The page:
1930s depression era dance marathons
But as the length of the shows grew, so did the effects of deprivation. These rest areas were segregated by sex.
These modern marathons are usually hours, a far cry from the Spokane show that closed October 12,after 1, hours about two months. RaiseRED is an hour dance marathon that takes place in February to celebrate a year of fundraising efforts.
Top dance marathon schools
By the late s, dance marathons had faded from the cultural landscape. Thank you. Professional marathoners often pretending to be amateurs mixed with authentic hopeful amateurs under the direction of floor judges, an emcee, and the merciless movement of the clock to shape participatory theater. After 11 minutes the air horn sounded again and the contestants filed back onto the dance floor to begin another hour. If a female contestant did not wake up they sometimes received smelling salts and slaps, whereas the men were dumped into a tub of ice. Photo Credit: Northwest Public Radio Some organizations tried to block dance marathons using obscenity laws, based on the physical nature of the dancing. The craze was born from people wanting to try or just watch others try. The amenities at one of these dance marathons was described by the New York Times in great detail. As the hours rolled by people would shuffle from side to side slower and slower. Seeing already fatigued contestants grow cross-eyed with exertion was thrilling. Another popular event was watching a contestant "frozen alive" in a block of ice, a trick done with four hollowed out ice-blocks put together with a person inside. Cots and nurses were in full view of the crowd. Aside from using the restroom, everything a dancer did was considered part of the show.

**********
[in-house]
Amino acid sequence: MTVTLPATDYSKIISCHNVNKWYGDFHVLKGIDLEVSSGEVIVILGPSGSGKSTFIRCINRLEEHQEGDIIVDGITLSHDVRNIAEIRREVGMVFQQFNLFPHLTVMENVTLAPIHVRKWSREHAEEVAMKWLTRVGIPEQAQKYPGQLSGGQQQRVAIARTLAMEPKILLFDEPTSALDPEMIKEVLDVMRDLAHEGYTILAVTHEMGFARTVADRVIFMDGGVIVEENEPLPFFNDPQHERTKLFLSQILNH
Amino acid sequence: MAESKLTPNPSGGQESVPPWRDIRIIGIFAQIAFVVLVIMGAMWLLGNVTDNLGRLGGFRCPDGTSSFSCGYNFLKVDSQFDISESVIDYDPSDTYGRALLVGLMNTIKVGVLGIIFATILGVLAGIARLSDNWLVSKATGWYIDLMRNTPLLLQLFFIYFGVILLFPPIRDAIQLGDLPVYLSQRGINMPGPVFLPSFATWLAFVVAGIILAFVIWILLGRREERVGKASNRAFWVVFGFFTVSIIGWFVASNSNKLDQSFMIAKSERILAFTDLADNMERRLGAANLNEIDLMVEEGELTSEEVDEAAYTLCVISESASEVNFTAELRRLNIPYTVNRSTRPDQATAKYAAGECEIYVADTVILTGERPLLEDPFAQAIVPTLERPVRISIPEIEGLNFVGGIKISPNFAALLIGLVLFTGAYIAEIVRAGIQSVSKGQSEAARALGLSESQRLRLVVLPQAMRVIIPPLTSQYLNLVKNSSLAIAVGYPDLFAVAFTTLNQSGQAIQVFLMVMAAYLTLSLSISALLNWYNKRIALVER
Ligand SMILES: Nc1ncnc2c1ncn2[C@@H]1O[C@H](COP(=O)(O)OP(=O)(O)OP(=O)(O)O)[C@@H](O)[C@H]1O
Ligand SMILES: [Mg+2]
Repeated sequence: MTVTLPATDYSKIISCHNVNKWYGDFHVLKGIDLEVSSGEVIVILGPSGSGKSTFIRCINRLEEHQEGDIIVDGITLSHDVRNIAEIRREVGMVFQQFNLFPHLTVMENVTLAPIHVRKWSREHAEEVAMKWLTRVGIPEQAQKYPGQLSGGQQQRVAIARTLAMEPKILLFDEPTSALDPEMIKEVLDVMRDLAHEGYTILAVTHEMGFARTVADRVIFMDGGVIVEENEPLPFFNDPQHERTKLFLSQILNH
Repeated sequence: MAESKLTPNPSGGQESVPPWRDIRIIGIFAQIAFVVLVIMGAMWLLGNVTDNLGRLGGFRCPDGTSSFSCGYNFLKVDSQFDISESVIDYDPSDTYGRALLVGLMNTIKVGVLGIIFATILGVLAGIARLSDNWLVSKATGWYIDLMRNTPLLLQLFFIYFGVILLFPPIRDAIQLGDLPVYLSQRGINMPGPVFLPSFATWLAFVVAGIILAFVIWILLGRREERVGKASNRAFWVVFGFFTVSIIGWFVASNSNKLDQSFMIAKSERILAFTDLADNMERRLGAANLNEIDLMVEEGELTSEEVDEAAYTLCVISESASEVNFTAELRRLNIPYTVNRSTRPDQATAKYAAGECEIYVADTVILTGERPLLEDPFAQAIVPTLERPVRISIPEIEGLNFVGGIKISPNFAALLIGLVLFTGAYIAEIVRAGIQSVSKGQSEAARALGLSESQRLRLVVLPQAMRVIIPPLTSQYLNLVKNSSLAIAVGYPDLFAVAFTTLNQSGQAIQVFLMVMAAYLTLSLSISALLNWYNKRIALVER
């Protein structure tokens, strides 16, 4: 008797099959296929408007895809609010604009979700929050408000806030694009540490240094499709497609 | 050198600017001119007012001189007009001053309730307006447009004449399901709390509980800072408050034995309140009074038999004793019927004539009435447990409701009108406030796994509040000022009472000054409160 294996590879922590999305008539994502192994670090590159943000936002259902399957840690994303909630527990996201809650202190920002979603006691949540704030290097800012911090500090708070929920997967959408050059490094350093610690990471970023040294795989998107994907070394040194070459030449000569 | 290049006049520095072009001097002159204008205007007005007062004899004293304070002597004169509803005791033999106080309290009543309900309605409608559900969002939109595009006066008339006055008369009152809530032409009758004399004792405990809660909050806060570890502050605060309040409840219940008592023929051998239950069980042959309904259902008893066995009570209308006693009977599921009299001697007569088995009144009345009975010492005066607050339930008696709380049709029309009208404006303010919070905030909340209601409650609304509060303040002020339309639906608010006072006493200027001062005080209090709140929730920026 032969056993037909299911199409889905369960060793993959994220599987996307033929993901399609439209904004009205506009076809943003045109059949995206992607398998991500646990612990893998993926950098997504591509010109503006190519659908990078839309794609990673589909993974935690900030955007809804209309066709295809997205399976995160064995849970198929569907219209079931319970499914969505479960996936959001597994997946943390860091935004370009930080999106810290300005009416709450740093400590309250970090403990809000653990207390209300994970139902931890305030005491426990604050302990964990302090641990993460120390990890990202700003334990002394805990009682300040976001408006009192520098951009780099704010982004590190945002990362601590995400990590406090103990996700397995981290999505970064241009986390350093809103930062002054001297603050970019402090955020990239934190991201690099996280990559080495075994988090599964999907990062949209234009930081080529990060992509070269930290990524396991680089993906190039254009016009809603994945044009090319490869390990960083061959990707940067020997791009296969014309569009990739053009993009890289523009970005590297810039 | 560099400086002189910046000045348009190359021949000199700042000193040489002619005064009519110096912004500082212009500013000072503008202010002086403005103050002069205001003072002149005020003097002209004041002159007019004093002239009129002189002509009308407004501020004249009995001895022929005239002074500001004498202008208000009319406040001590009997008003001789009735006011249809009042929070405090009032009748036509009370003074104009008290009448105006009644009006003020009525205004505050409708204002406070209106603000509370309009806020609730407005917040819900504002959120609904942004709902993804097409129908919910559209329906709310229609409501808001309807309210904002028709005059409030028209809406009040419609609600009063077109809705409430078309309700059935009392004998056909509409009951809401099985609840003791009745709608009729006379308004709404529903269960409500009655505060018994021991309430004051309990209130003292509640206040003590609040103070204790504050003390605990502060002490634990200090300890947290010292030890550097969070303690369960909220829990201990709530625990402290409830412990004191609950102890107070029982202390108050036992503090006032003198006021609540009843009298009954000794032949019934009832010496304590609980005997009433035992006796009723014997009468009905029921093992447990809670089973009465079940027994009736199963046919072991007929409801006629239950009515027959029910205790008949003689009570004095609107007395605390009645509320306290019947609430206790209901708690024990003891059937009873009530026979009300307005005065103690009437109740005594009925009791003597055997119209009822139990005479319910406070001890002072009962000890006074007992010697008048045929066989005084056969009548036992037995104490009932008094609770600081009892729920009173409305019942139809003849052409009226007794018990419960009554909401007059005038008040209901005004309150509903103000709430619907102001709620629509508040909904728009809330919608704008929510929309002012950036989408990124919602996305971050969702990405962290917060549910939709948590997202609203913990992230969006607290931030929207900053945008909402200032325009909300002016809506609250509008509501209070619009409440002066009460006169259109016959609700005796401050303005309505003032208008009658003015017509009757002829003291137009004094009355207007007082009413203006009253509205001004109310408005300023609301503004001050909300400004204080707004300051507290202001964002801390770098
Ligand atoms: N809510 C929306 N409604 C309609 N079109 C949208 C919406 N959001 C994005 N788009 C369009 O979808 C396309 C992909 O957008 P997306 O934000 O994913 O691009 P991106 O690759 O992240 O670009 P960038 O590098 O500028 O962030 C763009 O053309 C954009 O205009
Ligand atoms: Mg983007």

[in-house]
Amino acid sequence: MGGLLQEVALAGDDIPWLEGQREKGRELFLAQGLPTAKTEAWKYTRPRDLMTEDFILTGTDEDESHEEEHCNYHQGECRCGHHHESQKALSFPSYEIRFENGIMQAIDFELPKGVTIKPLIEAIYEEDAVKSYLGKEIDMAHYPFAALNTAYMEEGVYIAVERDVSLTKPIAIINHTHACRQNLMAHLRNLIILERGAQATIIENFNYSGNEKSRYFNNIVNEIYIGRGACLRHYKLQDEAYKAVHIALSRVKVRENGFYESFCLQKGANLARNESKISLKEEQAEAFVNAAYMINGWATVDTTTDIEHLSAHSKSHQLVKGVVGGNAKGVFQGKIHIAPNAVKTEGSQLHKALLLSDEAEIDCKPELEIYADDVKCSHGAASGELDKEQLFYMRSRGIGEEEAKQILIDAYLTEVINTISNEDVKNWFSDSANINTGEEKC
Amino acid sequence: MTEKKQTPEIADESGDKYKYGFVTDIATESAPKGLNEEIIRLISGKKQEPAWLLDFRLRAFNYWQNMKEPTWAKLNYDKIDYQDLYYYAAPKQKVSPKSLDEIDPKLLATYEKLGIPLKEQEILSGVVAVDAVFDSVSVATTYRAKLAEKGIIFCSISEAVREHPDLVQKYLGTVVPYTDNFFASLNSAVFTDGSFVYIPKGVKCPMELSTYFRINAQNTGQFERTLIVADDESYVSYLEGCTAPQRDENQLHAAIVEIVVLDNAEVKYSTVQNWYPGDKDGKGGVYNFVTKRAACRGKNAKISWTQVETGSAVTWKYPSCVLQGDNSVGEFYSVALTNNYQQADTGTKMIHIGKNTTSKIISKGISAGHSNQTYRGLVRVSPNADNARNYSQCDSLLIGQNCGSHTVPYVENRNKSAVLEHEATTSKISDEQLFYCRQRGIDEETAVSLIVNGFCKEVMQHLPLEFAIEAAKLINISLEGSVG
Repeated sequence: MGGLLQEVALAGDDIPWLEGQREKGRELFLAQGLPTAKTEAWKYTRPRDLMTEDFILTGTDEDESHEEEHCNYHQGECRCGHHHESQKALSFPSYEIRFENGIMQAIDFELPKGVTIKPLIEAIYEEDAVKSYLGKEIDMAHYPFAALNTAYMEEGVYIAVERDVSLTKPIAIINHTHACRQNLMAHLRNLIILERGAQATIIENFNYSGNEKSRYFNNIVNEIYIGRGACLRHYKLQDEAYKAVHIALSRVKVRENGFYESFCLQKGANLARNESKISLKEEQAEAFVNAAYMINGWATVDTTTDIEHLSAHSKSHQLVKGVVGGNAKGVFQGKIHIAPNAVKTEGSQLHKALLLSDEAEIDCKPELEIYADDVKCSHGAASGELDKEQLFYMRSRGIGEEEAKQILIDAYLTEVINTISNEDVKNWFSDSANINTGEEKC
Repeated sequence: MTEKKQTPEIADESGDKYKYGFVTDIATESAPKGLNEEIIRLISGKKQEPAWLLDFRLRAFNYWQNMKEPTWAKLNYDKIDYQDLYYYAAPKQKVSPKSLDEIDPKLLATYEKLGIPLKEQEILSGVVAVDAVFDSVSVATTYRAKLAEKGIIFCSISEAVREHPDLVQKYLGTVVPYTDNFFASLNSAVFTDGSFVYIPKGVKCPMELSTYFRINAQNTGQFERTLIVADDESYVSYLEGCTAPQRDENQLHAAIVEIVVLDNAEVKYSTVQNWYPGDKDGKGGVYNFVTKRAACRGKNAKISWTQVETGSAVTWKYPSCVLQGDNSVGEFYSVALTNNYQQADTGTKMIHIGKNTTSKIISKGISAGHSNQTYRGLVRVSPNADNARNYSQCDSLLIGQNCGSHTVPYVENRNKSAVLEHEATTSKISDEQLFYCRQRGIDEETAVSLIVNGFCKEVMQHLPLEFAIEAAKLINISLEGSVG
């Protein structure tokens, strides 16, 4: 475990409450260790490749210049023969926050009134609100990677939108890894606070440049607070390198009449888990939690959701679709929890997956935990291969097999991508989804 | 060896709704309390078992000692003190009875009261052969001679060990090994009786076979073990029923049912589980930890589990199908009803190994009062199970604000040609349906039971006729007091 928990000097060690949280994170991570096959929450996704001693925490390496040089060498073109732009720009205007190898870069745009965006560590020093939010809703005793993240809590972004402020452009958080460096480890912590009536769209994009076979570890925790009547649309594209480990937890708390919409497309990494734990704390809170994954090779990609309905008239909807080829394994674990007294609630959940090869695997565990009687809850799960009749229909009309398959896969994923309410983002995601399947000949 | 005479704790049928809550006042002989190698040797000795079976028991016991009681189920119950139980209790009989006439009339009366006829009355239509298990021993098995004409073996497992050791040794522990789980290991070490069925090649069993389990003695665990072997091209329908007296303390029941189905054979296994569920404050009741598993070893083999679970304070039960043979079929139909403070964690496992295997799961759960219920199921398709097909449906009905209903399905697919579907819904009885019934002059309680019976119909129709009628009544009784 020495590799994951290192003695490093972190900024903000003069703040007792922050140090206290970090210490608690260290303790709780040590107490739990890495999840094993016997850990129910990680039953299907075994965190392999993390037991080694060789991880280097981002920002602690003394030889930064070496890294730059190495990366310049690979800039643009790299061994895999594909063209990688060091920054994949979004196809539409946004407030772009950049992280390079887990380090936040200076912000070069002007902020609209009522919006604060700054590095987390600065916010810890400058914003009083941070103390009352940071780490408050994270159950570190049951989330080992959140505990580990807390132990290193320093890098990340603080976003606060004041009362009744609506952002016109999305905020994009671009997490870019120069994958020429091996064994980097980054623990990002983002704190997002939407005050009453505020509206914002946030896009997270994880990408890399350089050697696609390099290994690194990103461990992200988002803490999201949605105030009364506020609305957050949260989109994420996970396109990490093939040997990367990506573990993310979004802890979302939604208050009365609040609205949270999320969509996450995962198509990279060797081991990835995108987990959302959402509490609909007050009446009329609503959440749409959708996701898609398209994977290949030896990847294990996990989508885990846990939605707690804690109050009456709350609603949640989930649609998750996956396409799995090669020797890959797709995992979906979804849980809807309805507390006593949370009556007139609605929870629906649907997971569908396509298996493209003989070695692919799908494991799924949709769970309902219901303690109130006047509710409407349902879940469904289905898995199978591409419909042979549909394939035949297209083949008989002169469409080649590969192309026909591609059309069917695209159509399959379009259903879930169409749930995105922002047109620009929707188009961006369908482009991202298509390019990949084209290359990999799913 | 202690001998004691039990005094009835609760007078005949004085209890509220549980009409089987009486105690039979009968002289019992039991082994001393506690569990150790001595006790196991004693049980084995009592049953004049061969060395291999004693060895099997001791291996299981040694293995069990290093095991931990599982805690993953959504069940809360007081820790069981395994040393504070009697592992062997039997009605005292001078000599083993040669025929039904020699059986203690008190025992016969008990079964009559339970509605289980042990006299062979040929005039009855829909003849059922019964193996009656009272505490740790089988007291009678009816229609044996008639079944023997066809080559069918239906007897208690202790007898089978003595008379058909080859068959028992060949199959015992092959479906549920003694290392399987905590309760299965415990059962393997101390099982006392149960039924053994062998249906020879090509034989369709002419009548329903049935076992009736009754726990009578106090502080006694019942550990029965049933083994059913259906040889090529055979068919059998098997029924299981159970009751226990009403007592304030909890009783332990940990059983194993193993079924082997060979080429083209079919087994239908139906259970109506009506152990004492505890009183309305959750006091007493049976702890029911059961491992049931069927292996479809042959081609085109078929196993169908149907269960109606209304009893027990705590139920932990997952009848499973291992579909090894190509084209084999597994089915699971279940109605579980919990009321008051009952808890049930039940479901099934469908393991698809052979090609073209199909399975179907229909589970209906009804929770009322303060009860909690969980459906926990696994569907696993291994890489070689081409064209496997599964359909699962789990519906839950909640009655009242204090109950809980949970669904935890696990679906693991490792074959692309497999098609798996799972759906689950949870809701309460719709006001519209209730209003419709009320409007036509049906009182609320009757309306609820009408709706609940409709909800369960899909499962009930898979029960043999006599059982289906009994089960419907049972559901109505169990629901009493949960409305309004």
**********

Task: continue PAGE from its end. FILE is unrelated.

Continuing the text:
Dance marathon historian Carol Martin reports that nearly every American city of 50, people or more hosted at least one endurance dance marathon. This would spur them on to return again and again in the hopes of seeing their favorite win.
Dance marathons desperate
There was a modest prize and some bragging rights that went along with it. There they would plop down and pass out immediately, to be woken up by the airhorn and shuffle back onto the floor. While there were some attempts to ban the dance marathons, most notably in Seattle in , colleges and schools today hold dance marathons as a way to raise money. Related Topics. These dance marathons became a spectacle, with dancers pushing themselves to their very limits. The official cause of death was heart failure. Many competitors developed signature songs or comic routines. But as the length of the shows grew, so did the effects of deprivation. The dancer was one of thousands of participants to push the limits of his body and mental state in dance marathons, a curious attraction born in the s that was twisted into a cruel spectacle by the s. Opponents to dance endurance events included movie theater owners, who lost money when their patrons attended a marathon instead of a movie.
Some even allowed for breaks every hour. Seattle native June Havoc ? All of this melodrama proved exciting to onlookers.
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